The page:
There is a need to assess the effect of neuromuscular exercise on knee joint loading . Neuromuscular exercise is known to improve knee articular cartilage quality, physical function and patient-reported outcomes [43, 59] demonstrating its potential benefits in rehabilitation post-APM. However, the effects of neuromuscular exercise on medial knee joint load in people at risk of developing knee OA or showing early signs of knee OA has yet to be rigorously determined. The peak external KAM was chosen as a primary outcome during normal pace walking for two reasons. Firstly, this parameter has been previously shown to be elevated post-APM relative to healthy controls  and secondly because of its association with medial compartment knee joint load and knee OA progression [20, 25]. The peak external KAM during a one-leg rise is also included as a primary outcome considering it is a challenging task that pilot research has shown can be reduced following a neuromuscular training intervention . Overall, two parameters of KAM are of interest, the peak KAM and KAM impulse during tasks of varying difficulty (walking, one-leg rise, one-leg hop for distance). These tasks were chosen to determine if medial knee joint load regardless of task can be reduced following this neuromuscular program. Due to the time demands on the participants for laboratory testing, muscle strength and muscle activity assessment will only be taken from the previously operated leg. Objective and self-report measures of function, as well as self-reported measures of symptoms will provide clinically relevant information and allow comparison with other studies. Overall, this study will comprehensively quantify the effects of neuromuscular exercise on biomechanical, functional and clinical measures associated with knee OA in a population at increased risk of developing knee OA or progressing early OA.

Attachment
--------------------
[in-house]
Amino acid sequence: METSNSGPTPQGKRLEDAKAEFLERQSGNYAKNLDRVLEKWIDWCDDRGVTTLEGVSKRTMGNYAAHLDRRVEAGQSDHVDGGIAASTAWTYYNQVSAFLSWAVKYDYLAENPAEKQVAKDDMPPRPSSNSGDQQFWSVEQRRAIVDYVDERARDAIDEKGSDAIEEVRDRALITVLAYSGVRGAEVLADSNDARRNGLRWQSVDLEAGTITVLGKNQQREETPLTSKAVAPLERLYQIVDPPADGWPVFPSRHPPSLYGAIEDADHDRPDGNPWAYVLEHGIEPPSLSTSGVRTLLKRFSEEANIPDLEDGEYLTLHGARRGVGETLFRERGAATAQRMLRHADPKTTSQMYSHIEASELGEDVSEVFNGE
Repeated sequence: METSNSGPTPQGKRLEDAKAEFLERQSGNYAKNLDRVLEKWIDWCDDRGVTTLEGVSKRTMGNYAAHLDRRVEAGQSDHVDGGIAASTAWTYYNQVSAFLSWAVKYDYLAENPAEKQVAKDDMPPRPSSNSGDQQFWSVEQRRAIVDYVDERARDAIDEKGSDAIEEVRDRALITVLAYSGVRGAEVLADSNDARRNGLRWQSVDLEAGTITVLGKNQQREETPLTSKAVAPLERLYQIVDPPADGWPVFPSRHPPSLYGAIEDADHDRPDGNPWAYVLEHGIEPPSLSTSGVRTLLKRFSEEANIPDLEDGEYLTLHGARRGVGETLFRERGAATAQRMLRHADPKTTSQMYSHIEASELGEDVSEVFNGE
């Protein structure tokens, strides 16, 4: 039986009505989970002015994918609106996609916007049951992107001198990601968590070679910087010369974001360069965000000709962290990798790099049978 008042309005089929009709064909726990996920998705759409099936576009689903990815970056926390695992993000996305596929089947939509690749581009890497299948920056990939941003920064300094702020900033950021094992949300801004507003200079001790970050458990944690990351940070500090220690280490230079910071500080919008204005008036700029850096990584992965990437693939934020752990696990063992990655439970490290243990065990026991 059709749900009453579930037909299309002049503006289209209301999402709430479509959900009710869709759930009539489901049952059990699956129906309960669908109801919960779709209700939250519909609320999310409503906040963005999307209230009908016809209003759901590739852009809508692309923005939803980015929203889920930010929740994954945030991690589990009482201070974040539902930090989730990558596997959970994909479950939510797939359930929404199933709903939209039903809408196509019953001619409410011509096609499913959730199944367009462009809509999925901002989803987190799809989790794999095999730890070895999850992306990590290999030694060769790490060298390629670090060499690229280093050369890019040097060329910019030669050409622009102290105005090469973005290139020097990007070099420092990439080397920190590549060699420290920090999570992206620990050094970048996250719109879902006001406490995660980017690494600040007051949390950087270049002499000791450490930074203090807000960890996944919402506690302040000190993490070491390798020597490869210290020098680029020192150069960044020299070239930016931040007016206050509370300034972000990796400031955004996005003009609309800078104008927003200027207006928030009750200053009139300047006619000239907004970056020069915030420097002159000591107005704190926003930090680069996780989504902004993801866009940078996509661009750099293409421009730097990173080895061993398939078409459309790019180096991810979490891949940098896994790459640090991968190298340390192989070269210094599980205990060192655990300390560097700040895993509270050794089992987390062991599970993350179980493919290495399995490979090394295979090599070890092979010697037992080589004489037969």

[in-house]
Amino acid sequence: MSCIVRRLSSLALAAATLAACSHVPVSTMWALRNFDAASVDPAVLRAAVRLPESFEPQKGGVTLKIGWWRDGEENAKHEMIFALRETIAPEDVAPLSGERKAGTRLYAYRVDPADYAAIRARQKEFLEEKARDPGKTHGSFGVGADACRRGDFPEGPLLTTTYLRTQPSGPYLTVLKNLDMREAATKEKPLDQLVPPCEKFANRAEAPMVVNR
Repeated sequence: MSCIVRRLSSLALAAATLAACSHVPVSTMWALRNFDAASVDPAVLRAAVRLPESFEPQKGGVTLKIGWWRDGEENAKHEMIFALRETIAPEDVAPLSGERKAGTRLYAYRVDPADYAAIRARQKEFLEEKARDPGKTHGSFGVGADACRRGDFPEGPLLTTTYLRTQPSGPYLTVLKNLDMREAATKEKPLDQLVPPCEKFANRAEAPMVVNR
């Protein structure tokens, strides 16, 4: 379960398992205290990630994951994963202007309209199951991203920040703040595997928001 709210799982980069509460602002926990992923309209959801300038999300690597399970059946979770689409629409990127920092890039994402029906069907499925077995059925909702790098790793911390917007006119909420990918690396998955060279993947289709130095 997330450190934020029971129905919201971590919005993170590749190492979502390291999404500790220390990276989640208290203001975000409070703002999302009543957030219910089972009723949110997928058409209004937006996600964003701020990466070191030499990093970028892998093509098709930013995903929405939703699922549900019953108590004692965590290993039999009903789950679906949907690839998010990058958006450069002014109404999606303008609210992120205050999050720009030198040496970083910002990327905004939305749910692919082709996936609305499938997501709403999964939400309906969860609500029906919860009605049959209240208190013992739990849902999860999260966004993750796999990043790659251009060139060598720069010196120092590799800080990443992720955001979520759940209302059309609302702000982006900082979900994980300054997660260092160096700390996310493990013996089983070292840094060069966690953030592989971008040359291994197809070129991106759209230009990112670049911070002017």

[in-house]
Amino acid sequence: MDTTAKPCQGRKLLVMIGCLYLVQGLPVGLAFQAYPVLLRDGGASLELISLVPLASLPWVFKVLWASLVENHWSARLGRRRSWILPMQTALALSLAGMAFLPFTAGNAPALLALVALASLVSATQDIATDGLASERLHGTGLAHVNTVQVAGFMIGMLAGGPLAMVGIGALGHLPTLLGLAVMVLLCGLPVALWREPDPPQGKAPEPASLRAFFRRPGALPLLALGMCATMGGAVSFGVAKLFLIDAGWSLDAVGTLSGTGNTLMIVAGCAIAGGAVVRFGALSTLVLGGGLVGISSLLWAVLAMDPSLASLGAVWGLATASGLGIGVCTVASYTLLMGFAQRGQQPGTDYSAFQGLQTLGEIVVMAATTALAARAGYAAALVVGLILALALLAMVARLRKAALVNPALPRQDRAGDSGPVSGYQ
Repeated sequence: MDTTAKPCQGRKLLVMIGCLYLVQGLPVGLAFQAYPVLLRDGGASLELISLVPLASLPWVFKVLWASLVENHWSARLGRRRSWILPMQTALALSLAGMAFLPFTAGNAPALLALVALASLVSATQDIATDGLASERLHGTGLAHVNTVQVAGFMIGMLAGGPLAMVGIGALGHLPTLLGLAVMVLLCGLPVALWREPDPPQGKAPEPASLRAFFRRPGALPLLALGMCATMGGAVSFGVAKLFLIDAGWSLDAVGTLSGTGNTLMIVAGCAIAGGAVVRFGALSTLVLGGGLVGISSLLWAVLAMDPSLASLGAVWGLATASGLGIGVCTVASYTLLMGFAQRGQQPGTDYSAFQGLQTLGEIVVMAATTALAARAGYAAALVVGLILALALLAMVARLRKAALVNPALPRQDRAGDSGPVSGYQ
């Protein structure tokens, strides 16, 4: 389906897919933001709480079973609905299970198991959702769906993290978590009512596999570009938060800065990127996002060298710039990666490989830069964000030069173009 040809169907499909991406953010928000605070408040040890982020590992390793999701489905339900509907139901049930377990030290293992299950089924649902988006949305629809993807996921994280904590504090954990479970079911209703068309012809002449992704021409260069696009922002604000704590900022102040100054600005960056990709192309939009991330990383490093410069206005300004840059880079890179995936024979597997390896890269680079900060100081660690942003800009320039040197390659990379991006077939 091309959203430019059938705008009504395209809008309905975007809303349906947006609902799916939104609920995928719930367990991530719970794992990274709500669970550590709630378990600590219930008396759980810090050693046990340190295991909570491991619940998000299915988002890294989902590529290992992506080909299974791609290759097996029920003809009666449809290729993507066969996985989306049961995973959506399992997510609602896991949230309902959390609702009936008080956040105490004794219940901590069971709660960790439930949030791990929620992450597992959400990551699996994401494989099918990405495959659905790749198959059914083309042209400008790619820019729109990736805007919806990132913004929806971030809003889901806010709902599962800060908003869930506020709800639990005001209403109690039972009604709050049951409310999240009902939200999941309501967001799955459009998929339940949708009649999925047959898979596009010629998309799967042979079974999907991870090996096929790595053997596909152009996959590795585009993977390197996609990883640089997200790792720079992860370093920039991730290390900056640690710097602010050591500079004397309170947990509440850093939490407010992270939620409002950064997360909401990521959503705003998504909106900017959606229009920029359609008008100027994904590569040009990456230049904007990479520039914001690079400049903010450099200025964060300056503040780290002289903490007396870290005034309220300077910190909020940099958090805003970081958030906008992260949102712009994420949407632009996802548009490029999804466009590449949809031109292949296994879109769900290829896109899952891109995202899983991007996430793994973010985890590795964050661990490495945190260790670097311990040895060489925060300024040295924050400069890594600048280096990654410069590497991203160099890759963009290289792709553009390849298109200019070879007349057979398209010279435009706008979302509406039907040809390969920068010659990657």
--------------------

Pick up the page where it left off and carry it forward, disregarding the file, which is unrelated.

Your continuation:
A major strength of this study is the pragmatic approach of treatment delivery by multiple community-based physiotherapists. This delivery approach ensures that findings will be reproducible and generalisable and if found effective, will provide sound evidence for a feasible APM rehabilitation option.
This study uses a randomised controlled design to investigate the effect of a neuromuscular exercise program delivered by physiotherapists on medial knee joint load post-APM. The novel findings will enable evidence-base recommendations as to the effect of this conservative option for the reduction of medial knee joint loading in people considered at high risk to develop knee OA. Furthermore, findings will provide direction for future research into the effect of neuromuscular exercise on knee joint load.
This trial is being funded by the National Health and Medical Research Council (Program grant #631717). None of the funders have any role in the study other than to provide funding. KLB is partly funded by an Australian Research Council Future Fellowship. The authors would like to thank Mr. Ben Metcalf for providing the randomisation schedule and preparing the envelopes. We thank Mr. Joel Martin for his assistance with participant randomisation. The study physiotherapists providing the physiotherapy treatments are Gabrielle Molan, Andrew Kokinos, Ian McFarland, John Pompei, Laurie McCormack, Nick Economos, Riley Bodger, Richard McGlynn, Josh Heery, Cameron Bicknell, Anthony Fernon and Marie-Louise Francken. The orthopaedic surgeons kindly providing access to patient records are Mr. Tim Whitehead, Mr. Robert Steele, Mr. Cameron Norsworthy, Mr. Rohan Price and Prof. Julian Feller from Orthosport Victoria, Melbourne, Australia and Mr. Hayden Morris MrChris Kondogiannis and Mr. Peter Gard from The Park Clinic, Melbourne, Australia.